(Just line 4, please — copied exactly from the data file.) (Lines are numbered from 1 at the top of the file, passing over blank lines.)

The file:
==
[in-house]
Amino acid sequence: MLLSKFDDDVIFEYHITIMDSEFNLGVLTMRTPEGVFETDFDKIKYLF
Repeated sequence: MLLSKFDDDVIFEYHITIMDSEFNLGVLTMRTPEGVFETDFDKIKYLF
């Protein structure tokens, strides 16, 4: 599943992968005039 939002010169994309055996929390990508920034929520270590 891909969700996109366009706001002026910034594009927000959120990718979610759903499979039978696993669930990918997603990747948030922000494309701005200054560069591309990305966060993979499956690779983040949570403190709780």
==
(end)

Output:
């Protein structure tokens, strides 16, 4: 599943992968005039 939002010169994309055996929390990508920034929520270590 891909969700996109366009706001002026910034594009927000959120990718979610759903499979039978696993669930990918997603990747948030922000494309701005200054560069591309990305966060993979499956690779983040949570403190709780």